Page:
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Please use this identifier to cite or link to this item: http://hdl.handle.net/2328/1689

Title: When the diaspora returns. Language choices in post-independence Timor Lorosa’e.
Authors: Golden, Jill
Issue Date: 2004
Publisher: Lythrum Press
Citation: Golden, Jill 2004. When the diaspora returns. Language choices in post-independence Timor Lorosa’e. In S. Williams, D. Lonergan, R. Hosking, L. Deane and N. Bierbaum (eds). "The Regenerative Spirit Volume 2: (Un)settling, (Dis)locations, (Post-)colonial, (Re)Presentations Australian Post-Colonial Reflections", Lythrum Press: Adelaide, 115-126.
Abstract: After four centuries of Portuguese rule, twenty four years of Indonesian occupation, and two years of United Nations' administration, East Timor gained independence on 20 May, 2002. The new constitution of East Timor designates Portuguese as the official language, Tetum (the Indigenous lingua franca) as the national language, and English and Indonesian as working languages. There are also sixteen distinct local languages in the various districts. Indonesian is being officially phased out, but Indonesia remains East Timor's largest trading partner. Why was Portuguese chosen as the official language of East Timor? East Timor must confront the possibility of failing as a nation, like at least one of its neighbours, the Solomon Islands. Language questions will play a key part in East Timor's direction. The following are examples of the practical consequences of choosing Portuguese as the official language, in a country where less than fifteen per cent of the people speak or understand it.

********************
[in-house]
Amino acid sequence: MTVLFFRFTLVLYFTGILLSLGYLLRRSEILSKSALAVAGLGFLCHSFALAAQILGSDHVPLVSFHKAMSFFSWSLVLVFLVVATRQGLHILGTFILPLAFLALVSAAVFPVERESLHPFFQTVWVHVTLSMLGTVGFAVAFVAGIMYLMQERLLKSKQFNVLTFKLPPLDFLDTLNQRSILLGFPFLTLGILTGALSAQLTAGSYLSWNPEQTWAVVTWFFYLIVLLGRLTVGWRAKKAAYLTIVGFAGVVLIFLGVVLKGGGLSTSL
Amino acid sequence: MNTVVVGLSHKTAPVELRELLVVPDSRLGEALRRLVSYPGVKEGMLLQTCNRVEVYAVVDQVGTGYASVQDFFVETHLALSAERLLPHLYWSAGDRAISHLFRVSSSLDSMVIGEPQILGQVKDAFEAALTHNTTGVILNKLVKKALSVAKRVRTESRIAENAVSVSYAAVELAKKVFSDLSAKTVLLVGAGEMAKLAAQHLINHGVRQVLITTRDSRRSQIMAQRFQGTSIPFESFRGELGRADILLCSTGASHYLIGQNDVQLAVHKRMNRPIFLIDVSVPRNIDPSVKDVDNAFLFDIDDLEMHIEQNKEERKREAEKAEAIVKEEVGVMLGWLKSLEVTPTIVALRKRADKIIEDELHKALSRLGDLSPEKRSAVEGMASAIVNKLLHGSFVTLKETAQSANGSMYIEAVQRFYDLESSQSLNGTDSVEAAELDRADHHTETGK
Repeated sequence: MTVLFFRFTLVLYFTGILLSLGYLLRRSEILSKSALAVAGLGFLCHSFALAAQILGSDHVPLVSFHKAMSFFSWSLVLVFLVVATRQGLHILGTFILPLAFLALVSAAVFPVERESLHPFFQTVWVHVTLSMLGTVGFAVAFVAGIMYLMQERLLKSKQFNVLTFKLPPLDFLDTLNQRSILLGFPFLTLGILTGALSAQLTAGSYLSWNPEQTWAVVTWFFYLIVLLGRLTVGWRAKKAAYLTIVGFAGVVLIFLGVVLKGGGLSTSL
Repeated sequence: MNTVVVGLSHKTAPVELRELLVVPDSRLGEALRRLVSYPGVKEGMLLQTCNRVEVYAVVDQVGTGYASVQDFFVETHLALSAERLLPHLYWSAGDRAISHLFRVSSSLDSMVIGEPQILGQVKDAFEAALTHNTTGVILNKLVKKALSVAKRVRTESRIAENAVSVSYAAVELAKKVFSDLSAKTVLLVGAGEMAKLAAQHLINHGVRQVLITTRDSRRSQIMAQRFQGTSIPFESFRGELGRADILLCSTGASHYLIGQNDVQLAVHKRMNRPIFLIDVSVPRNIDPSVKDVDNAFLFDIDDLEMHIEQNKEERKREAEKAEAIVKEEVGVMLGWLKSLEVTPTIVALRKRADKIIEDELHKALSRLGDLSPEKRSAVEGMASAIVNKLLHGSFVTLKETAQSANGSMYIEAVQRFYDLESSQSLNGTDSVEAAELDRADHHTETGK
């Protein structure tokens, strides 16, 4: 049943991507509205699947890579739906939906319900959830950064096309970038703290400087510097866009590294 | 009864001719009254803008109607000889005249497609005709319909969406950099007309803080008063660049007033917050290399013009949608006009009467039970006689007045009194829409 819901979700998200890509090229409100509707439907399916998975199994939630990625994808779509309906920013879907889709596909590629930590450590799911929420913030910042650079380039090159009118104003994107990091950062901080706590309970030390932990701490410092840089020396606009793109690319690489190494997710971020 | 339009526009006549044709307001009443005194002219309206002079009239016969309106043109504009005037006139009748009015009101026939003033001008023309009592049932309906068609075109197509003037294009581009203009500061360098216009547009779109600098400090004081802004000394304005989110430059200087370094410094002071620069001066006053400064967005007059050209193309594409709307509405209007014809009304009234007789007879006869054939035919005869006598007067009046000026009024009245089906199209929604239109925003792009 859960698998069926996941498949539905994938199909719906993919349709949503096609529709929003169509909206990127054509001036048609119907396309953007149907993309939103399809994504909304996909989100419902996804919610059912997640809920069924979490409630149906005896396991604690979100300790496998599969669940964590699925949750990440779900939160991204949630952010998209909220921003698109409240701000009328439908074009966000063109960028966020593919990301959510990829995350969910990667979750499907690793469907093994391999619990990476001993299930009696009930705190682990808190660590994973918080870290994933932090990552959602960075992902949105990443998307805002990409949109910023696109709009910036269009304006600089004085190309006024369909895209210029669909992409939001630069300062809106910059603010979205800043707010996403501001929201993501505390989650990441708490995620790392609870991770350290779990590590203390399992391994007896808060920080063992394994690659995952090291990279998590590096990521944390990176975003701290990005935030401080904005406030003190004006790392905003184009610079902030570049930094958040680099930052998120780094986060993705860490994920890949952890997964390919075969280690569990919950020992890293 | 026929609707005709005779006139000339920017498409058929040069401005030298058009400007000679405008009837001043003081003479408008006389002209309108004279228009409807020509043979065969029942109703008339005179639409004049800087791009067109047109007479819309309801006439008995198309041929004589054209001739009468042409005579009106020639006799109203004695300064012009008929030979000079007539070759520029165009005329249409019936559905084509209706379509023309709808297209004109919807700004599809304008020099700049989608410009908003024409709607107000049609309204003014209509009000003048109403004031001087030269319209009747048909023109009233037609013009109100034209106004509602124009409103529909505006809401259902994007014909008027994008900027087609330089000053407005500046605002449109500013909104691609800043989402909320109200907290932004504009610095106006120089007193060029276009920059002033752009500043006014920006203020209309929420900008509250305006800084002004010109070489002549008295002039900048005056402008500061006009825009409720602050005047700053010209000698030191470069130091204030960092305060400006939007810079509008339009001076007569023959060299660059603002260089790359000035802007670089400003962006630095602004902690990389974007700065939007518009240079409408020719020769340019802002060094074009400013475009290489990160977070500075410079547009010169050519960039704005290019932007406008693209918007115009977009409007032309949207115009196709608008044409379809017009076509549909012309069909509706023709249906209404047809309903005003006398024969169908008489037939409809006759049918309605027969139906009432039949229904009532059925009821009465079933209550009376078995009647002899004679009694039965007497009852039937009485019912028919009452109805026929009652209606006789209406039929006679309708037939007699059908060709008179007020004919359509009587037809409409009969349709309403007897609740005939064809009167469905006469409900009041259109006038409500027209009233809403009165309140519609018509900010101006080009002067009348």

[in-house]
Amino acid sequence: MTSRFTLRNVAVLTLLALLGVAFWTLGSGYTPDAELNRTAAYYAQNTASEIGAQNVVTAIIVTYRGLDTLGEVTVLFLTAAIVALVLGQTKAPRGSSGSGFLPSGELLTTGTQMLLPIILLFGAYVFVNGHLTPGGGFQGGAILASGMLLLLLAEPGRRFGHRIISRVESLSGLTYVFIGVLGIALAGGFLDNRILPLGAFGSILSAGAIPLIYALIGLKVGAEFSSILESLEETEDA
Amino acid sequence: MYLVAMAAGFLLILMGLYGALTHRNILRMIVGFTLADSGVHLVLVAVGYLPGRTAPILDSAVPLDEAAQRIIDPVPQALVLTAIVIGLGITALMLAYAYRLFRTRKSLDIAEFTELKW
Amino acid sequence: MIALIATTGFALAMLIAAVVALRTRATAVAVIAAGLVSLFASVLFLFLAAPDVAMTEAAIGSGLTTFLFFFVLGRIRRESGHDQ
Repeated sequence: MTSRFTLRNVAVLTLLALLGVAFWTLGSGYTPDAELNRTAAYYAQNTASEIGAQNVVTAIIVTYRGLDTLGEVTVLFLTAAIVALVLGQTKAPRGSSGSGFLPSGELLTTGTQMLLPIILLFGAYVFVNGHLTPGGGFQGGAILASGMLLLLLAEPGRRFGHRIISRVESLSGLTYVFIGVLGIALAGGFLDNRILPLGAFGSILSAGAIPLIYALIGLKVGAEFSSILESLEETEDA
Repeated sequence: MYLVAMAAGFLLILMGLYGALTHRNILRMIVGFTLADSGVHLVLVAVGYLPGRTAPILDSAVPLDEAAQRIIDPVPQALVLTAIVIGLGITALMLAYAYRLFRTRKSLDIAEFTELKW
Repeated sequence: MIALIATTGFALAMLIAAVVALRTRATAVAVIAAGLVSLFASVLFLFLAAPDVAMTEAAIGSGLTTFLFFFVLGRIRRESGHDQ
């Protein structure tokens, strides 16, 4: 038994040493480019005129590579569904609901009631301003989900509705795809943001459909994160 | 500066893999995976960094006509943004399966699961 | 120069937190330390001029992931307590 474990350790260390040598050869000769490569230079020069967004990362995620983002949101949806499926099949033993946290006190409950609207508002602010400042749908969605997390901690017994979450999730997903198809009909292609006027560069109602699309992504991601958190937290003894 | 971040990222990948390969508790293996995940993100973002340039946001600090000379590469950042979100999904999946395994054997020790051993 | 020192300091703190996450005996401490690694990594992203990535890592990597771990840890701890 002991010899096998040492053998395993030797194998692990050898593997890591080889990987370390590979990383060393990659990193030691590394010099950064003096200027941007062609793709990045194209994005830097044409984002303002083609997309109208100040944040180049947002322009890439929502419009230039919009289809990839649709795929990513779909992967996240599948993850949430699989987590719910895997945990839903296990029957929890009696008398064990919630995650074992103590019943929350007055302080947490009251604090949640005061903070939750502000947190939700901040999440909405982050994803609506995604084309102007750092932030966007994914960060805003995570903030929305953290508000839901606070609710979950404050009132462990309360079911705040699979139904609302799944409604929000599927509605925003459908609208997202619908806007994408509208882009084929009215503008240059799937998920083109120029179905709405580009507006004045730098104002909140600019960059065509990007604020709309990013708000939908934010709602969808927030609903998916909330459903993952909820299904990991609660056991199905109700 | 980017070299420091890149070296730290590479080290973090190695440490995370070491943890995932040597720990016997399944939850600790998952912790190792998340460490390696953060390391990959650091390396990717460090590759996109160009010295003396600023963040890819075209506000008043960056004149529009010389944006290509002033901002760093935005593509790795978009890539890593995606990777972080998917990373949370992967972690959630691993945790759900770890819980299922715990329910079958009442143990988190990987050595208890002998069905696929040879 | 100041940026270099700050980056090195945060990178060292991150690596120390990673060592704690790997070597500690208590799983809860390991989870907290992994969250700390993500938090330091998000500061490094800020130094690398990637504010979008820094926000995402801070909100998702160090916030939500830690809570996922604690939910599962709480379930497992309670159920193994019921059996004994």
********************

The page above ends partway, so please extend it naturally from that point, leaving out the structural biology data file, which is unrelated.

URI: http://hdl.handle.net/2328/1689
ISBN: 0975126032
Appears in Collections:Feminist, Poststructuralist, and Language Approaches to Narrative and Identity

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